"Sometimes, even in defeat, we left the locker room feeling like we had won," the player was quoted.
Tucker, whose optimism and calmness during competition was his hallmark trait, compiled a 129-105-5 record during 24 seasons at Orange Coast. His teams won two national championships, including an undefeated 1963 season in which the Pirates capped a perfect 10-0 record with a 21-0 win over Northeastern Oklahoma A&M before an estimated 44,000 people in the Junior Rose Bowl in Pasadena. Tucker added another national title in 1975 when Orange Coast went 11-0 and outscored its opponents an average of 27 points per game.
Tucker, a World War II Navy veteran, was a highly successful football coach at Brea-Olinda High School where he won 97 games in 11 seasons, as well as eight league titles and two section championships. He began his long OCC tenure in 1962 and had the privilege of coaching two of his sons: Clay, a quarterback on the 1981 and 1982 teams, and Rhett, a linebacker who set a still-standing single-season record for tackles with 179 as a sophomore in 1976.
DICK VERMEIL (Napa Valley College, football coach, 1963-64)
Vermeil was one of the most recognizable head coaches during an NFL career that spanned nearly 30 years and included a Super Bowl XXXIV championship in 1999 with the St. Louis Rams. However, before he made it to the top tier of the sport, he was an assistant coach at the College of San Mateo before becoming head coach at Napa Valley College (then called Napa Junior College).
Vermeil, who attended Napa Valley College before transferring to San Jose State, became the head coach at Napa Valley in 1964 at the young age of 27. He tirelessly recruited throughout Northern California to form a team that lost just one game in the Golden Valley Conference and helped him earn coach of the year accolades in the league.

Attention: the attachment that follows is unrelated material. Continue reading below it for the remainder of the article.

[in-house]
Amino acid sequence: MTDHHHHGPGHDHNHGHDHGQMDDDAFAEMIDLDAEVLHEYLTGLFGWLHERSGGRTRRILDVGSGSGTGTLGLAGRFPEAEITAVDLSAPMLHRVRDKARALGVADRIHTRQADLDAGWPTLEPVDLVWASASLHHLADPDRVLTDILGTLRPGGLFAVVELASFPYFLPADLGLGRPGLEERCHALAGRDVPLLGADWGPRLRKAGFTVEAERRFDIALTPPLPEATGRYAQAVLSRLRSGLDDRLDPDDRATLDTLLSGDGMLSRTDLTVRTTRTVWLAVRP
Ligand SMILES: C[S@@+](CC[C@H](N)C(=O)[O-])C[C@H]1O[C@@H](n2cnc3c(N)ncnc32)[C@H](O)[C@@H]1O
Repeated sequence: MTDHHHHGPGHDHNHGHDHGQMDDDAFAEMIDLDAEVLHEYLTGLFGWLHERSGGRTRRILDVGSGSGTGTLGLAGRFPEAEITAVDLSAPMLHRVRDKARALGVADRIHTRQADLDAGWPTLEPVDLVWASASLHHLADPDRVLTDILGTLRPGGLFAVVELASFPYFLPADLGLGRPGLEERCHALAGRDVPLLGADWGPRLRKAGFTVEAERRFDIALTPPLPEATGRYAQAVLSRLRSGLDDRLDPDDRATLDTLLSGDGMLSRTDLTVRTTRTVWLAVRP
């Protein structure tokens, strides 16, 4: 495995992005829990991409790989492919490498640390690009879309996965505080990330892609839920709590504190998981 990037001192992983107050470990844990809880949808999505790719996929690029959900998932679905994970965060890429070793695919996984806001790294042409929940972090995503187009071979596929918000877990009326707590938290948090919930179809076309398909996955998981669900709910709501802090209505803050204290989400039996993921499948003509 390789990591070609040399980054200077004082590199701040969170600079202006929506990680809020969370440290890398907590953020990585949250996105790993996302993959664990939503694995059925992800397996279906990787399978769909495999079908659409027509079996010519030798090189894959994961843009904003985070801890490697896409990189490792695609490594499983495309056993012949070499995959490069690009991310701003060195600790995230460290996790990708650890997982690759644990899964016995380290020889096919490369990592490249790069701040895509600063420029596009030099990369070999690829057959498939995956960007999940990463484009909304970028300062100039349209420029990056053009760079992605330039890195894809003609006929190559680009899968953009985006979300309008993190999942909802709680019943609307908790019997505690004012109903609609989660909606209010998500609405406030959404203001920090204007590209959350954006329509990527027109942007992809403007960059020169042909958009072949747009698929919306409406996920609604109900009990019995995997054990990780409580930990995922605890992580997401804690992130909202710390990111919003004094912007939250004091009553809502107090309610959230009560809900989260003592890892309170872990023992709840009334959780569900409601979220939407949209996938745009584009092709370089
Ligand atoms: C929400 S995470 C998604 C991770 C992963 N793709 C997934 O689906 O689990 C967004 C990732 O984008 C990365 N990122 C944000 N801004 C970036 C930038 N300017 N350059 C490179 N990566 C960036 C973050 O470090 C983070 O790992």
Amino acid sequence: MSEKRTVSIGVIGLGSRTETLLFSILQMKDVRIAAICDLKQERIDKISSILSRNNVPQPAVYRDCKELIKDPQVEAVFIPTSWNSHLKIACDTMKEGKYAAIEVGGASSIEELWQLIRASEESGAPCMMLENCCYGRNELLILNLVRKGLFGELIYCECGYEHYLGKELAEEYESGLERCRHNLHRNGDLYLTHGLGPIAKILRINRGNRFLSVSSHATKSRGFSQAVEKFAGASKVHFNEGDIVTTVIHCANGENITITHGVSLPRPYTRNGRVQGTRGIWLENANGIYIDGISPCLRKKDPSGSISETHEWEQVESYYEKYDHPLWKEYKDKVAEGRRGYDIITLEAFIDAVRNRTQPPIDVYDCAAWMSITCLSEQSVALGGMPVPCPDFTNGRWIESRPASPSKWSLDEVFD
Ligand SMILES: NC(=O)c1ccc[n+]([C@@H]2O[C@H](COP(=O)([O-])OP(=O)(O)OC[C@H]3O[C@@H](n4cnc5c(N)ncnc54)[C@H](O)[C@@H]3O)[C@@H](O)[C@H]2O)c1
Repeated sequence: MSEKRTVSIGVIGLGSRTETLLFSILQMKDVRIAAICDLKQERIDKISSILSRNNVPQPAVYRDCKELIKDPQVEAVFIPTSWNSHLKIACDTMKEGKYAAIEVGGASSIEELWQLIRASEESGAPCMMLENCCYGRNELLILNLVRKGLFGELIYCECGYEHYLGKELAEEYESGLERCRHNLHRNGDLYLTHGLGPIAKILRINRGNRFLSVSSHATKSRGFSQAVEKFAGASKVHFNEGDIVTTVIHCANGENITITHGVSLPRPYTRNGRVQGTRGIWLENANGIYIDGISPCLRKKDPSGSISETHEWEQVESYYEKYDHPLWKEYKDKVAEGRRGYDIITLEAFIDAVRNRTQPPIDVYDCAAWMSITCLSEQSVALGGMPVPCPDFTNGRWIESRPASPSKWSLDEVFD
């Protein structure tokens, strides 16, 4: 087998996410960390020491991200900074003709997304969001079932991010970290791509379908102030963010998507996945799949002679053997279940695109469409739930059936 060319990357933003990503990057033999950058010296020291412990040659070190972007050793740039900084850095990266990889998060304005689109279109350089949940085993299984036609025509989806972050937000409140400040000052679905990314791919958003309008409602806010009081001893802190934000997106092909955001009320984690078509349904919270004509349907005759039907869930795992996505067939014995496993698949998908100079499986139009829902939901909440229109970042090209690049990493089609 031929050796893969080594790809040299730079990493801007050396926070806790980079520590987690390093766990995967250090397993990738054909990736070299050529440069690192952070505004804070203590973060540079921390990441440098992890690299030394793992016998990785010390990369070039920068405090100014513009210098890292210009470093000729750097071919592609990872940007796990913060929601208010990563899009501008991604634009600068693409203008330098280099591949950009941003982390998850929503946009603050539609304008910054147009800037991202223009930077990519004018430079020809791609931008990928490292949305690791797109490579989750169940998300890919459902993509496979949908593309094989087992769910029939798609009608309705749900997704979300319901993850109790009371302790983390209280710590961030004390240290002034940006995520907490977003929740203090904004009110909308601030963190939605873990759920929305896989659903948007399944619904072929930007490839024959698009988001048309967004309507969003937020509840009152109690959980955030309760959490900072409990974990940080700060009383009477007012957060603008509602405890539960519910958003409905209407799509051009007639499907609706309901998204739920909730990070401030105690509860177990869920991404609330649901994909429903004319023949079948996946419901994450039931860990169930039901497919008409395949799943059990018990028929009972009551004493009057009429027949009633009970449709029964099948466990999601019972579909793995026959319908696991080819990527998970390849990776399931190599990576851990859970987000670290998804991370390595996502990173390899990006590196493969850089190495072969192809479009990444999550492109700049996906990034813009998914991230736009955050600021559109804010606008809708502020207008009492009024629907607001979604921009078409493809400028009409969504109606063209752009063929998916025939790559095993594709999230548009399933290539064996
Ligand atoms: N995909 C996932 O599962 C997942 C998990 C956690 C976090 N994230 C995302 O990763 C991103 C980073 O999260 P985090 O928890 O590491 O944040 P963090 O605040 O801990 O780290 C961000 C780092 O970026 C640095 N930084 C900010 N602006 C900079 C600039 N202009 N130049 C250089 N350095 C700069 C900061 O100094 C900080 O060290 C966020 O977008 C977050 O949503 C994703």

That success led to coaching jobs at both the collegiate and professional levels before he took over as head coach of the Philadelphia Eagles in 1976 and his first appearance in the Super Bowl in 1981. Vermeil left the NFL and became a television broadcaster before heeding the call to return to the sidelines with the Rams in 1997.
He led the Rams to the pinnacle of the sport in 1999 when they amassed a 13-3 record on their way to the franchise’s first Super Bowl title with a 23-16 win over the Titans. He left coaching again after that season and after earning his second NFL Coach of the Year honor. Vermeil was later the head coach of the Kansas City Chiefs, posting at least 10 wins twice during five seasons.
Today, Vermeil is a highly successful winemaker in his native Napa Valley. He is still the only coach to be named conference coach of the year at the high school, community college, Div. I and NFL levels, and is enshrined in several Hall of Fames including Napa Valley Community College Athletic Hall of Fame.
(Mike Robles, CCCAA)